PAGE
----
Yes, if were just about the bottom-line math, it would be much clearer who's going to walk away with one of the biggest franchises in sports. But there's a credit crisis, The Tribune Company is under bankruptcy protection, and more than just owner Sam Zell has an interest in how what is paid for the assets actually gets distributed.
Months ago Dallas Mavericks owner Mark Cuban offered $1.3 billion for a package that includes the baseball team, its park, the Cubs TV contract and a quarter share of Comcast SportsNet. But now that he has taken himself out of the process. Analysts say what he might have been willing to pay is nowhere near what the Cubs will fetch now.
"I think that after what happened with the credit crisis, no one's money is as good as it was and no one's going to be paying the dollars they were going to be paying before," said Ann Saphir, Crain's Chicago Business.
The finalists are all men with strong Chicago ties.
Tom Ricketts was born in Omaha to the founder of TD Ameritrade brokerage. He came to Chicago in 1983 and started his own investment bank, Incapital LLC. He once lived atop a bar in Wrigleyville and met his wife in the bleachers.
Glenview-raised Cubs fan Marc Utay runs Clarion Capital Partners. He is a leveraged buyout specialist based in New York. He went to New Trier High School with Rahm Emanuel in the 1970s.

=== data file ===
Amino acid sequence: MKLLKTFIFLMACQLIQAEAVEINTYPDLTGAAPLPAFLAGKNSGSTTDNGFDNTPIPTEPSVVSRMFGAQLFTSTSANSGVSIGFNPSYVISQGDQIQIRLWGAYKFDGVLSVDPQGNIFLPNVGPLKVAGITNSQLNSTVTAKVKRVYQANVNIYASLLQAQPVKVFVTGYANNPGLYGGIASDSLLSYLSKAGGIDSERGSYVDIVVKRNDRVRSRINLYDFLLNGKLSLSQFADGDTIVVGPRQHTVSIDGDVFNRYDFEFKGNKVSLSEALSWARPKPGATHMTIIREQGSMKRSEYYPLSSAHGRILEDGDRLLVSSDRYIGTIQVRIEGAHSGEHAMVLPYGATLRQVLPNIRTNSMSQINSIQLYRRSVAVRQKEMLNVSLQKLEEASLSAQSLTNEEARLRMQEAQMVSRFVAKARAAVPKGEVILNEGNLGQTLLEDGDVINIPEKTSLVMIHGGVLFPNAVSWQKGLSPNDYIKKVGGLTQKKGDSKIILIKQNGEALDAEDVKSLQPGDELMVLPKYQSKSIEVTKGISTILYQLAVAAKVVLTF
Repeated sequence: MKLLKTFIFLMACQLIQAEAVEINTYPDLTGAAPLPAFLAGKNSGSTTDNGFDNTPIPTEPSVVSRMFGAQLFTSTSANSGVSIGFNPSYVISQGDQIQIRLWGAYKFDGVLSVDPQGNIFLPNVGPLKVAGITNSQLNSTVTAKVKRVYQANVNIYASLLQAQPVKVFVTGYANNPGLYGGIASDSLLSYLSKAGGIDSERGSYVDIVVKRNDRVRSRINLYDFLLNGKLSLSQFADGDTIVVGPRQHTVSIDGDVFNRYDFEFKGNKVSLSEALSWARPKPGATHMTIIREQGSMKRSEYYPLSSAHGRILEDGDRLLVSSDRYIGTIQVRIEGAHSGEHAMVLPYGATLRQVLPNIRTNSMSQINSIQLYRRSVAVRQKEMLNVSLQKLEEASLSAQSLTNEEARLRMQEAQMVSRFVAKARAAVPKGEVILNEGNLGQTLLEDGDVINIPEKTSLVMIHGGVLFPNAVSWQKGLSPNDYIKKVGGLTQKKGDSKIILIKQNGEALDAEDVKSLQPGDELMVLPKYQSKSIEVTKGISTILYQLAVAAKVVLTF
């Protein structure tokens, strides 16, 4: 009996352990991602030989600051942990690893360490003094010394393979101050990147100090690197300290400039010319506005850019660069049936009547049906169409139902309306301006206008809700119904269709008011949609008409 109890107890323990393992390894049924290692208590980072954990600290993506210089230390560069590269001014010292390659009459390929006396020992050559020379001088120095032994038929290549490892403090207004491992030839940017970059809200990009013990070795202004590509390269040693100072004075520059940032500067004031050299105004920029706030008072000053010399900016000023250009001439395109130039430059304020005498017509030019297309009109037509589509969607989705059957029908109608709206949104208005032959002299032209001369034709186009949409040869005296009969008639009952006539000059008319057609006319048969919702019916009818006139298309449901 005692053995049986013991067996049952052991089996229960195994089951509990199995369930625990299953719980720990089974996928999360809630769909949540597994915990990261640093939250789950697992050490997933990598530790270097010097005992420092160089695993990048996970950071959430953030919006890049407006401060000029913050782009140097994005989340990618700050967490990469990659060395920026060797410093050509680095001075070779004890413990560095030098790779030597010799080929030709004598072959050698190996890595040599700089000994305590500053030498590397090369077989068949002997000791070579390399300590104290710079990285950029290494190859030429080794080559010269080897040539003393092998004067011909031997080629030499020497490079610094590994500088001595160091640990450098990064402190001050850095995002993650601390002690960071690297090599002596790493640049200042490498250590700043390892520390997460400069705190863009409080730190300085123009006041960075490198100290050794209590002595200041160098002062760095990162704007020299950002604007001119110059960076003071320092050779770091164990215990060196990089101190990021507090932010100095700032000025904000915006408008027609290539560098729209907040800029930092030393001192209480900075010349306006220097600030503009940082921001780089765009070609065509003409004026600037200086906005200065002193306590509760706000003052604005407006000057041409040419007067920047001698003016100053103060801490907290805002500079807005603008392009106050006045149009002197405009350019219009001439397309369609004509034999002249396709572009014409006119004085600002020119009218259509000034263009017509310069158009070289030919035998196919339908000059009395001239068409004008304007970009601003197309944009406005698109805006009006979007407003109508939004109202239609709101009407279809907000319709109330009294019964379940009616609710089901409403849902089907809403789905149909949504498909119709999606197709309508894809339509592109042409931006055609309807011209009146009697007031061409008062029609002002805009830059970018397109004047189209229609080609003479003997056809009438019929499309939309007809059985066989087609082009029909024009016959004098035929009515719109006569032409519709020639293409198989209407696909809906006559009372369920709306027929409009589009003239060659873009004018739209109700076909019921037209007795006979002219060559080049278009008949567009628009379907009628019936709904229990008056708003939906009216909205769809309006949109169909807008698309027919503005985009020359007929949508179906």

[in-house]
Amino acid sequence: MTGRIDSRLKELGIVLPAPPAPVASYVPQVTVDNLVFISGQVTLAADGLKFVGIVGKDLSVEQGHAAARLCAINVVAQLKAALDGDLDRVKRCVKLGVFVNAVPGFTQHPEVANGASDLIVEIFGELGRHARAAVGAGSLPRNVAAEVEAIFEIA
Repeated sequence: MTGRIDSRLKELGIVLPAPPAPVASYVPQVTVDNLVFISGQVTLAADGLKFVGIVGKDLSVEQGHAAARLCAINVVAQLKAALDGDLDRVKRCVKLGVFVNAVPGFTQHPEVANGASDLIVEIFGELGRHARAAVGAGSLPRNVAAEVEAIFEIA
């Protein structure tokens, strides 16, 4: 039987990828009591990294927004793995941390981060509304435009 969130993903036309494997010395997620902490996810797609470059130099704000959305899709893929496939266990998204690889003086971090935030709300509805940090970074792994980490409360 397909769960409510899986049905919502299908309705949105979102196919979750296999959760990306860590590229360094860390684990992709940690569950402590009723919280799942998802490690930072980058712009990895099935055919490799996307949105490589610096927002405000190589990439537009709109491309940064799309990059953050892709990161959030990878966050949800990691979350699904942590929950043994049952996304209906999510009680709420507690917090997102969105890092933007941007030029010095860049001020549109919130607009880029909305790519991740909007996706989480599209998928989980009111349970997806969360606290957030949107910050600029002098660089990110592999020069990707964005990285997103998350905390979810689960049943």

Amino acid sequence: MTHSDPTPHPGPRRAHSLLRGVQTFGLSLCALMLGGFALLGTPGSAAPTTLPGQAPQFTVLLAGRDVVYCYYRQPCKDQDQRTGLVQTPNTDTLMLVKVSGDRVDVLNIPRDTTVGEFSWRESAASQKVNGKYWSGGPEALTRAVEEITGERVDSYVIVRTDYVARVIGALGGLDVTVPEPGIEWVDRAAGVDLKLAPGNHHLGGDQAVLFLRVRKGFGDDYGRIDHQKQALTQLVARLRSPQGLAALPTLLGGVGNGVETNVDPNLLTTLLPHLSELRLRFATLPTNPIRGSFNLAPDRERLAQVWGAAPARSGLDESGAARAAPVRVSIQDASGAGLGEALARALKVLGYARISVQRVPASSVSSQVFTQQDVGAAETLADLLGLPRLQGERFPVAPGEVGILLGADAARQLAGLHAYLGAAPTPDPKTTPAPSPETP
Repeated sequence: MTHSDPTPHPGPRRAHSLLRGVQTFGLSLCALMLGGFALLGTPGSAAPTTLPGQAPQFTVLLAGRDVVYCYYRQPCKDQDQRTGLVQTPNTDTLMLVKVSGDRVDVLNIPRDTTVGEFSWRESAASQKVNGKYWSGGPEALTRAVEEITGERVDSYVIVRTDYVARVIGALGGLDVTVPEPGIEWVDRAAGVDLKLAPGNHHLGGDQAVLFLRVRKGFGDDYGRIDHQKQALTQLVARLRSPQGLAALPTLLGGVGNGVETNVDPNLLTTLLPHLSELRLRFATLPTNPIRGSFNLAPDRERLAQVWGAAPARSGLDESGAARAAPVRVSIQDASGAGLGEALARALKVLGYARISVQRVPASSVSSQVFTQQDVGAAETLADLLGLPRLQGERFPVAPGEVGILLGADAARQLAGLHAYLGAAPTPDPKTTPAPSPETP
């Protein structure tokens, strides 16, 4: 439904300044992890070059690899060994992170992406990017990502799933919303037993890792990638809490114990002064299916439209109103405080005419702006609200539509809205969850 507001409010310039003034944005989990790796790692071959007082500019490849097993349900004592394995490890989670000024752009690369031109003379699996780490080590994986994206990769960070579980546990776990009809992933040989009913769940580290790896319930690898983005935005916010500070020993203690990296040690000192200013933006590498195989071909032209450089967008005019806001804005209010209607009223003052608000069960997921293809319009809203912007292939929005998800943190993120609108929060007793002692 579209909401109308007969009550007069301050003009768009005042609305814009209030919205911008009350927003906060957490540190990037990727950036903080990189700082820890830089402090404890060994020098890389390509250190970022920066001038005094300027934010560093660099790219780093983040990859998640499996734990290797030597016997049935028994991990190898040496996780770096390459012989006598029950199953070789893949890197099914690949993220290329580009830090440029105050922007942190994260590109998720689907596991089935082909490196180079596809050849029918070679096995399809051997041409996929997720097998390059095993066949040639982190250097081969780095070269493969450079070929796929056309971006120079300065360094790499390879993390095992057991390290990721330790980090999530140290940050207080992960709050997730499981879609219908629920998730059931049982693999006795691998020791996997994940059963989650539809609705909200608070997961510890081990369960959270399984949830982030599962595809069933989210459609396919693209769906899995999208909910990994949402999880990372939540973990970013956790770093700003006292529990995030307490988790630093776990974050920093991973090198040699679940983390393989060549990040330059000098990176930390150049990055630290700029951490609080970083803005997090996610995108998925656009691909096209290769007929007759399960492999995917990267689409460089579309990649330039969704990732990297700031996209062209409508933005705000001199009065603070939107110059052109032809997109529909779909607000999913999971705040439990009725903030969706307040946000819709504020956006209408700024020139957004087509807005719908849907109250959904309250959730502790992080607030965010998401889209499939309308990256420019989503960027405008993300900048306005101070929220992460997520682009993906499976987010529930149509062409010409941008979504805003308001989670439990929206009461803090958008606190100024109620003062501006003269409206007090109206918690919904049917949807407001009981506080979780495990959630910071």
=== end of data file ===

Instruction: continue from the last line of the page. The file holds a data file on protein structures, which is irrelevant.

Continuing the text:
The third finalist is Hersch Klaff, head of Chicago's Klaff Realty. Klaff is a publicity-shy South African who moved to Chicago in the 1970s and made his fortune buying distressed properties. Klaff Realty is knows for aggressive deal making.
Sources say, what's going to count is who among these three can structure a deal that nets the most cash, after tax, to the creditors of Zell's debt-laden Tribune Company.
"All the creditors are looking over his shoulder and making sure that he gets the best deal for them and that is what they are going to want to see, is top dollar for this deal," Saphir said.
Sources say the winner will offer a package likely structured as a joint venture where a new company is created, The Tribune keeps a tiny stake -- say 3 percent -- in that company, and the Cubs are the asset of the company. The buyer would be the partner and would get the assets transferred to him inside that holding company, thus avoiding a lot of tax from the proceeds of a more traditional sale.